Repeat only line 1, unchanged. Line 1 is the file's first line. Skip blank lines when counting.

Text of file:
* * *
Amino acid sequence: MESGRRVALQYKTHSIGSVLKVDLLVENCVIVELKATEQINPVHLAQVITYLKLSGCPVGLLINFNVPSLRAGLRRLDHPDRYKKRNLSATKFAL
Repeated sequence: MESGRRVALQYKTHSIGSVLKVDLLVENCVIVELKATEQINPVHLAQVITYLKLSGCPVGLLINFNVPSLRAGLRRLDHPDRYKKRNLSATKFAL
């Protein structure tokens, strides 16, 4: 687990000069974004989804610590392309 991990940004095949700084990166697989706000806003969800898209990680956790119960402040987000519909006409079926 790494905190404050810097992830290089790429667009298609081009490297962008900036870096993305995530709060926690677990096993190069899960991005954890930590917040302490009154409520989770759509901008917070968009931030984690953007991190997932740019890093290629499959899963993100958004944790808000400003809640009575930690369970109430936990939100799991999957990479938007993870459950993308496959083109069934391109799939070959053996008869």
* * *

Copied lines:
Amino acid sequence: MESGRRVALQYKTHSIGSVLKVDLLVENCVIVELKATEQINPVHLAQVITYLKLSGCPVGLLINFNVPSLRAGLRRLDHPDRYKKRNLSATKFAL